So the title track from 1995's King For Day... is the highest ranking song from the album in our poll with an average of 8.7 out of 10. Again the backbone of the song is Bill's pulsating bass accompanying by mesmerising acoustic guitar ....
The song would seem to be a metaphor for life as Patton guides us through the uppers and downers of a party.
"I like the regal feel of it... Not so much regal - it does change its ambience, but - it sorta maintains a largeness to it, like a presence, like you're inside some sort of large chamber of some type, and without a bunch of reverb. It's not effects that are causing that, it's the mood of the music. I think it's very moody. It reminds me of a Peter Murphy solo album or something like that." - Trey 1994
2. The Real Thing
(1989 - Gould, Bottum)
The title track from 1989's breakthrough album The Real Thing is truly a masterpiece. At over eight minutes long it is bursting with incredible moments. From triumphant guitar riffs to atmospheric keyboards, from anthemic drum patterns to impassioned and dramatic vocals - remember Patton put the lyrics to already written music in a matter of weeks.
Out of all the songs on the band's 1989 opus TRT captures the essence of Faith No More in this period perfectly yet it still sounds as magnificent on stage in current times.
Drum roll please...
The greatest Faith No More song voted by you is...
1. Midlife Crisis
(1992 - Patton, Bottum, Bordin, Gould)
Released a two weeks before the album as the premiere single from 1992's Angel Dust Midlife Crisis has come out on top with a average of 9 out of 10. MC also topped our Facebook poll, it topped Consequence of Sound and Kerrang!'s greatest song poll, and was voted second by readers of Revolver Magazine.
'On 'Midlife Crisis' Patton starts with a snide, sibilant rap, swoons upward in a jazzy, Al Jarreau-ish arc, then slugs it out in a close combat cut and thrust that's pure hardcore. The lyrics lash and lambaste some middle-class, lard ass, play-safe type who's built up a cocoon of security and comfort. The line 'Your menstruating heart' - doubtless aimed at 'wet liberals' and people who profess to care a lot - is deeply revealing. For FNM, feelings of tenderness, empathy and solidarity are threatening, female and fluid, a loathsome discharge.' - Melody Maker
The mood of MC shifts between eerie verses and brilliantly euphoric choruses.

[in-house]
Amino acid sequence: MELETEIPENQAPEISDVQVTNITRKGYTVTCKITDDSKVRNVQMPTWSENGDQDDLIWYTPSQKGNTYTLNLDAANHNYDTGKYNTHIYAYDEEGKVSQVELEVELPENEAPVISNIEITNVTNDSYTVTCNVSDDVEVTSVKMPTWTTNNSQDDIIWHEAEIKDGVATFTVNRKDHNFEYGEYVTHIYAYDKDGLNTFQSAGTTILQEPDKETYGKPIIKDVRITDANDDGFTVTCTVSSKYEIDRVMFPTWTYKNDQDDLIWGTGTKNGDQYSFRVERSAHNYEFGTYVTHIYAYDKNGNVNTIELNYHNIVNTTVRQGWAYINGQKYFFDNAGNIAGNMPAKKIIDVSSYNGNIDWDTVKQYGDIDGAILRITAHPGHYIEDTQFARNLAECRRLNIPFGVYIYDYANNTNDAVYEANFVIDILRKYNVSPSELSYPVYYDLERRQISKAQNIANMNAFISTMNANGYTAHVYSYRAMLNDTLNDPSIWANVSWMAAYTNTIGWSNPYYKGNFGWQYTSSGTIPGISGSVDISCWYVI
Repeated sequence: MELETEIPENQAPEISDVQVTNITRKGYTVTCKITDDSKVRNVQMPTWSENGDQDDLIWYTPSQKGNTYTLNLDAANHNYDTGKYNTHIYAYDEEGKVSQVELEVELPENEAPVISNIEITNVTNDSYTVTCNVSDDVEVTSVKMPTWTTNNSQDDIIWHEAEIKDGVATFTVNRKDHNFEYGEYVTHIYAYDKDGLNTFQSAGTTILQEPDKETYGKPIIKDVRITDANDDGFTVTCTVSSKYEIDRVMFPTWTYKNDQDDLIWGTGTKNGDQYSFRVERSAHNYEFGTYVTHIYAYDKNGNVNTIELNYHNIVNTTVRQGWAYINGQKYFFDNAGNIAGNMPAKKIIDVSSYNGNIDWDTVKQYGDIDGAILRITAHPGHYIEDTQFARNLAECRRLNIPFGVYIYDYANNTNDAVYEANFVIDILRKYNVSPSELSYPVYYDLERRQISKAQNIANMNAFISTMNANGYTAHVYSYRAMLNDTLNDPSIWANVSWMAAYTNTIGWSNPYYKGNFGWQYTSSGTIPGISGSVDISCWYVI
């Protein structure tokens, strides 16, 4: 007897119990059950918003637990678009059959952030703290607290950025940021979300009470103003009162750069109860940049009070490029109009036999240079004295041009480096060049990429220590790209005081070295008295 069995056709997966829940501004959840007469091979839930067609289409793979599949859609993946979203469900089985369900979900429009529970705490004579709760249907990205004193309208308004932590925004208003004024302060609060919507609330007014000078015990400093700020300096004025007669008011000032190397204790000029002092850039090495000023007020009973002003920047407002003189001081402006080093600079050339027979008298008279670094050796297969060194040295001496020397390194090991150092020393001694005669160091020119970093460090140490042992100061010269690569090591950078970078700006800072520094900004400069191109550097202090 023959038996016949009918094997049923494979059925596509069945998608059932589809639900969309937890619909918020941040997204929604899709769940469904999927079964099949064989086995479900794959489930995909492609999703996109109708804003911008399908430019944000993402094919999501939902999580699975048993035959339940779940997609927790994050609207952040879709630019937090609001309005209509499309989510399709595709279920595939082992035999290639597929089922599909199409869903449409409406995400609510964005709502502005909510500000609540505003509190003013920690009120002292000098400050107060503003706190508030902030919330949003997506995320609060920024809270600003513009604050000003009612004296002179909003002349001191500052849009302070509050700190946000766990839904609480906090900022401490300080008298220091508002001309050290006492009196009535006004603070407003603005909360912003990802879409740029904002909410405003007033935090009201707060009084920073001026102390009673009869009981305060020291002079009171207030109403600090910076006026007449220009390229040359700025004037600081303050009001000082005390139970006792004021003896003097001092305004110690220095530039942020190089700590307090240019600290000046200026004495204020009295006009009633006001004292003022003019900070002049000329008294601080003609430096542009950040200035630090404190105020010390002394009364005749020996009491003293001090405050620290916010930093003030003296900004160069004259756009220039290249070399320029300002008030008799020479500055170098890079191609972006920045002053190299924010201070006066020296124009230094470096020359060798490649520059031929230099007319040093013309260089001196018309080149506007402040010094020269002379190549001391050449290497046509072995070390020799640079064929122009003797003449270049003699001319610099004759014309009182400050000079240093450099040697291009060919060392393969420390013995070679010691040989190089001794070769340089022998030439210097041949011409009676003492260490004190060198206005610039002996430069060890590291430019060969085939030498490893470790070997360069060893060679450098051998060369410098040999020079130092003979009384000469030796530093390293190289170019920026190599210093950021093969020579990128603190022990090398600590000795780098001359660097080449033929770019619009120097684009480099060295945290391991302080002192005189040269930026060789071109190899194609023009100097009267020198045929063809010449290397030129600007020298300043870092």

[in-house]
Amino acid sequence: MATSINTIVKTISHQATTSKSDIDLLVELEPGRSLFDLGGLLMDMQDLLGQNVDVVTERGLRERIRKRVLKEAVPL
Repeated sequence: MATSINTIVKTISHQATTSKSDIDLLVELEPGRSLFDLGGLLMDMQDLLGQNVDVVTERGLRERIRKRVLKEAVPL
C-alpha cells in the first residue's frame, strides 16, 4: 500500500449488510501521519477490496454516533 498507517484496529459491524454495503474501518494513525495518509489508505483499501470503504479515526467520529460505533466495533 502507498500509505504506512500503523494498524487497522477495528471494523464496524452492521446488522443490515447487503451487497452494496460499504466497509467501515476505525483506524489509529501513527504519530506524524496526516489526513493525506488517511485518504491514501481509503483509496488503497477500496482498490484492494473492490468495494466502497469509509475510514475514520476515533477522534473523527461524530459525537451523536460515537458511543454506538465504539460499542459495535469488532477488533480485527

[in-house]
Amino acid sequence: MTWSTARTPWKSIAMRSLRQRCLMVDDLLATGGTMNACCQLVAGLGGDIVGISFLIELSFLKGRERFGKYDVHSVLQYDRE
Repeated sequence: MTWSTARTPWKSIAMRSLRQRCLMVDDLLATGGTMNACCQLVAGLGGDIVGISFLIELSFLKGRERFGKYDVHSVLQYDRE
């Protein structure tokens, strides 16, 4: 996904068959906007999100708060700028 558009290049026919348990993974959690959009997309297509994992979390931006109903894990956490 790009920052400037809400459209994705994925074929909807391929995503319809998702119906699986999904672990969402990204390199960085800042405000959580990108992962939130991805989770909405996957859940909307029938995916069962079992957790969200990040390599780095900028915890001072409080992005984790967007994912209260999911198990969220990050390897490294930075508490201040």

Bordin's perfectly timed rhythm introduces the song, a percussive snap which is one of those instantly recognisable drum parts that Puffy does so well. The haunting string sound of Roddy's keys add colour, however shadowy. While Mike Patton's hoarse whispered vocal and rhapsodic outbursts depict his schizophrenic behaviour perfectly, his lyrics are the most inspiring yet twisted on the album.
The video for MC is arguably the best FNM video of all time. Directed by Kevin Kerslake it is dark, dramatic and cinematic abstract, a perfect visualisation of the song's temperament.
Is MC Faith No More's greatest song? Well that is of course subjective - however out of the 105 recorded tracks it has attained the highest number of votes from the fans.
Below are some more interesting statistics we a have assembled.
Angel Dust - 8.03 Average/song
King For A Day Fool For A Lifetime - 7.90 Average/song
The Real Thing - 7.68 Average/song
Album Of The Year - 7.42 Average/song
Sol Invictus - 7.41 Average/song
Introduce Yourself - 6.49 Average/song
We Care A Lot - 5.86 Average/song
Top ten cover songs
This Guy's In Love With You (Radio One Rock Show )
I Started A Joke
This Town Ain't Big Enough For The Both Of Us
Let's Lynch The Landlord
Something For The Girl With Everything
Top ten Chuck Mosley songs
We Care A Lot (1987)
As The Worm Turns
We Care A Lot (1985)
The Crab Song
R n' R
Top ten non album tracks
As The Worm Turns (Mike Patton Version)
Another Body Murdered
The Cowboy Song
The World Is Yours
The Perfect Crime
I Won't Forget You
The Big Kahuna
Light Up & Let Go
Below is the full list of all 105 Faith No More songs included in this poll with the average out of 10 each scored.